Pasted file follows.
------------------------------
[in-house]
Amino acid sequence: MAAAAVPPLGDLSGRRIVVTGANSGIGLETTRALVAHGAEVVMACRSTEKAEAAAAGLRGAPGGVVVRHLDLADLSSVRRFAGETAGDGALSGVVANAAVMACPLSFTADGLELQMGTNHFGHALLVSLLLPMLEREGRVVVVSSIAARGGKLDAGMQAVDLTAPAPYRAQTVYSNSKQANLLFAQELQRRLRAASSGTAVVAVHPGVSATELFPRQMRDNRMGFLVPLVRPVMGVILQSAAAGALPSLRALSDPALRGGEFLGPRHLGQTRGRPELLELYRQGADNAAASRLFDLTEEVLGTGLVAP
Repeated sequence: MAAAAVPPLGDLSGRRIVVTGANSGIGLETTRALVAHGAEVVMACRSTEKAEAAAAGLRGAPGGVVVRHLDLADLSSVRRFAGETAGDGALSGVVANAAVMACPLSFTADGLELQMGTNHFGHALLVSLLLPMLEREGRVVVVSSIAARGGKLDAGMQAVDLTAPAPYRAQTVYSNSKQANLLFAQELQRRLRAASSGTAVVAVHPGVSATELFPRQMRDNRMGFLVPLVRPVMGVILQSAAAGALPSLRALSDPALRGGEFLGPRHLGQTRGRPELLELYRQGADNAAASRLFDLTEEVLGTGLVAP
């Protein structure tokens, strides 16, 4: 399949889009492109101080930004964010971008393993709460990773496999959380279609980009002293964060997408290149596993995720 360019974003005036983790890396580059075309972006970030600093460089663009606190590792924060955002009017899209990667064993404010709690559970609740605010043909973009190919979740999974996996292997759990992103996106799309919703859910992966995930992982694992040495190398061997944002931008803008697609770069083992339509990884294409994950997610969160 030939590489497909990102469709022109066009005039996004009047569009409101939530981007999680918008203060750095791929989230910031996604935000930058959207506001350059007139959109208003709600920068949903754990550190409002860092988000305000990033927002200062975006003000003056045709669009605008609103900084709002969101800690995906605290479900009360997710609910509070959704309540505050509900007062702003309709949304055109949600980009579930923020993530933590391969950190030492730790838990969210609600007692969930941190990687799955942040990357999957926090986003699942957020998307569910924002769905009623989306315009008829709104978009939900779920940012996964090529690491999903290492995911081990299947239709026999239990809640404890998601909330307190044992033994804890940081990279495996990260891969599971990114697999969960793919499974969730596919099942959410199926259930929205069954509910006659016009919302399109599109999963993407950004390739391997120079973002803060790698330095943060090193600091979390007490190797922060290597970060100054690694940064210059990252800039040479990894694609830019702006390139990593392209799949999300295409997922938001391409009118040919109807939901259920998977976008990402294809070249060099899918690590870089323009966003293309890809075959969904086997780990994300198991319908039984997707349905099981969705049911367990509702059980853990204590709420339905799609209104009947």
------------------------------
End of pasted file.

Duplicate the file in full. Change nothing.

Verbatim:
[in-house]
Amino acid sequence: MAAAAVPPLGDLSGRRIVVTGANSGIGLETTRALVAHGAEVVMACRSTEKAEAAAAGLRGAPGGVVVRHLDLADLSSVRRFAGETAGDGALSGVVANAAVMACPLSFTADGLELQMGTNHFGHALLVSLLLPMLEREGRVVVVSSIAARGGKLDAGMQAVDLTAPAPYRAQTVYSNSKQANLLFAQELQRRLRAASSGTAVVAVHPGVSATELFPRQMRDNRMGFLVPLVRPVMGVILQSAAAGALPSLRALSDPALRGGEFLGPRHLGQTRGRPELLELYRQGADNAAASRLFDLTEEVLGTGLVAP
Repeated sequence: MAAAAVPPLGDLSGRRIVVTGANSGIGLETTRALVAHGAEVVMACRSTEKAEAAAAGLRGAPGGVVVRHLDLADLSSVRRFAGETAGDGALSGVVANAAVMACPLSFTADGLELQMGTNHFGHALLVSLLLPMLEREGRVVVVSSIAARGGKLDAGMQAVDLTAPAPYRAQTVYSNSKQANLLFAQELQRRLRAASSGTAVVAVHPGVSATELFPRQMRDNRMGFLVPLVRPVMGVILQSAAAGALPSLRALSDPALRGGEFLGPRHLGQTRGRPELLELYRQGADNAAASRLFDLTEEVLGTGLVAP
């Protein structure tokens, strides 16, 4: 399949889009492109101080930004964010971008393993709460990773496999959380279609980009002293964060997408290149596993995720 360019974003005036983790890396580059075309972006970030600093460089663009606190590792924060955002009017899209990667064993404010709690559970609740605010043909973009190919979740999974996996292997759990992103996106799309919703859910992966995930992982694992040495190398061997944002931008803008697609770069083992339509990884294409994950997610969160 030939590489497909990102469709022109066009005039996004009047569009409101939530981007999680918008203060750095791929989230910031996604935000930058959207506001350059007139959109208003709600920068949903754990550190409002860092988000305000990033927002200062975006003000003056045709669009605008609103900084709002969101800690995906605290479900009360997710609910509070959704309540505050509900007062702003309709949304055109949600980009579930923020993530933590391969950190030492730790838990969210609600007692969930941190990687799955942040990357999957926090986003699942957020998307569910924002769905009623989306315009008829709104978009939900779920940012996964090529690491999903290492995911081990299947239709026999239990809640404890998601909330307190044992033994804890940081990279495996990260891969599971990114697999969960793919499974969730596919099942959410199926259930929205069954509910006659016009919302399109599109999963993407950004390739391997120079973002803060790698330095943060090193600091979390007490190797922060290597970060100054690694940064210059990252800039040479990894694609830019702006390139990593392209799949999300295409997922938001391409009118040919109807939901259920998977976008990402294809070249060099899918690590870089323009966003293309890809075959969904086997780990994300198991319908039984997707349905099981969705049911367990509702059980853990204590709420339905799609209104009947």